We have never deviated from our original plan in which the central role would be the family-manager and the secondary  occupation would be the provider. To this end I somehow became a 'fly-boy' and spent the next 25 years flying around the world ... because it paid well! Pat brought up the four children on the proceeds.

When the kids had grown up and left home, 'we' gave up aviation and 'we' became an artist... then a project manager in Industry... then a Systems manager promoted divisional systems manager. Next a manufacturing director. Finally a life in academia in Criminology, and later a writer of thrillers and poetry.

The grandchildren, all girls, moved in with us and it started all over again! They've all left now, the last quite recently.

Over the 53 years, we have moved home 24 times, lived in many countries and it wasn't always easy sailing. We lived life at a break neck speed but we have had so much fun along the way.

Now 'we' are an artist once more ... this blog records the route back into art, which started in February 2012. For those who wonder why we call the blog, "Gatepost Pictures":

   
When Pat was 24, she drove the car through the gateway into the driveway .....the gate was shut at the time! I carved the broken gatepost into Maka Tiki, the Hawaiian God who looks after families. We called it a 'Gatepost Production.' From which emerged Gatepost Pictures!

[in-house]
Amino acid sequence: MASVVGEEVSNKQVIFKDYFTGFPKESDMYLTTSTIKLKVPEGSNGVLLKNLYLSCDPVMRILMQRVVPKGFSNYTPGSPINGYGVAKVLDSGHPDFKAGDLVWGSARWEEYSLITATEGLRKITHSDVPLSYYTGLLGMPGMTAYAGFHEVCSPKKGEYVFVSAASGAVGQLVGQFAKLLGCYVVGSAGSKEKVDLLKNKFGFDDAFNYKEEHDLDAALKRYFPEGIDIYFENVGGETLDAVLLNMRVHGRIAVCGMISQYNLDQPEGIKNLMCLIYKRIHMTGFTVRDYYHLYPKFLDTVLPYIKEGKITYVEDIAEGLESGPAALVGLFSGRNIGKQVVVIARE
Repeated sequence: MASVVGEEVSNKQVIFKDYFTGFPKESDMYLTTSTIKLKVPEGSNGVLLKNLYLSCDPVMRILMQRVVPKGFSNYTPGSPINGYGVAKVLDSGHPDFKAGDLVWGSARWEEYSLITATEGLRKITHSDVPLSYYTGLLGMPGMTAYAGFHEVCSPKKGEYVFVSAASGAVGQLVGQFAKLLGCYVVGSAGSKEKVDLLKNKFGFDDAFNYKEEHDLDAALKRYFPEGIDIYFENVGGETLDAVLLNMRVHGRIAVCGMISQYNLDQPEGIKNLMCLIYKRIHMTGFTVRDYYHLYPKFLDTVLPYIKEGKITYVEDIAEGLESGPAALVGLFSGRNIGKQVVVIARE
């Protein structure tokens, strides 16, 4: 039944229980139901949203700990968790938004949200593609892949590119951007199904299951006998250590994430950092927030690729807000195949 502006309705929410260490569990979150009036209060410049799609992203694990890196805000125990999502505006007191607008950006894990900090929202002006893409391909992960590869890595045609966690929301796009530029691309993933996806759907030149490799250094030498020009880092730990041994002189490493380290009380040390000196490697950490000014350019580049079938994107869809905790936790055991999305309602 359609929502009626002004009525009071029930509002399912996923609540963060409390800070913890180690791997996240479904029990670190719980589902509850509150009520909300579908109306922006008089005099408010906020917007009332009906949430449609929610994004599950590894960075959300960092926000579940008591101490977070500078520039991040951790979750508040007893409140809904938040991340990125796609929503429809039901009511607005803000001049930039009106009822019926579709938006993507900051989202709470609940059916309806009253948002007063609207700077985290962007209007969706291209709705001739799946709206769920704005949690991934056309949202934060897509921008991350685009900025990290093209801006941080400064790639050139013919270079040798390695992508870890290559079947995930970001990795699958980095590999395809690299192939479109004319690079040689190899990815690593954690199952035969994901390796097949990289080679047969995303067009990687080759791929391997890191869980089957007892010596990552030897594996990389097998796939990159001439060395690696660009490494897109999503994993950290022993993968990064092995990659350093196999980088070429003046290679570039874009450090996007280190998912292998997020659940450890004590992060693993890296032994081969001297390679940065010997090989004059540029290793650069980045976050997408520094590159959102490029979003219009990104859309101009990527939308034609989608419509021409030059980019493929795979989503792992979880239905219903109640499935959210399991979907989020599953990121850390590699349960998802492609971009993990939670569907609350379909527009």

Sunday, 9 September 2012

That's Show Bizz!!



So we went to show the pictures today.  The product is high quality prints professionally mounted/backed and bagged in three sizes (Large -original size, Medium and small)

Everyone loved them. The ones that attracted the most attention were, Bellona, Cloisters and Schloss Neuschwanstein....... However!!!........

Click to enlarge image



However ... the one that sold like hot cakes was .... 'S for Sugar' ... I only had prints taken of it on a last minute impulse, because Pat and Giselle reckoned it would interest the males. In the event, they were all bought by women.

To get the full story on S-for-Sugar link to my earlier post here



Trying to second guess the market is a non-brainer. The last time, we sold out of Poets Corner, this time it was all but ignored.



One more show in October and then we are booked solidly in the run up to Christmas.


Friday, 7 September 2012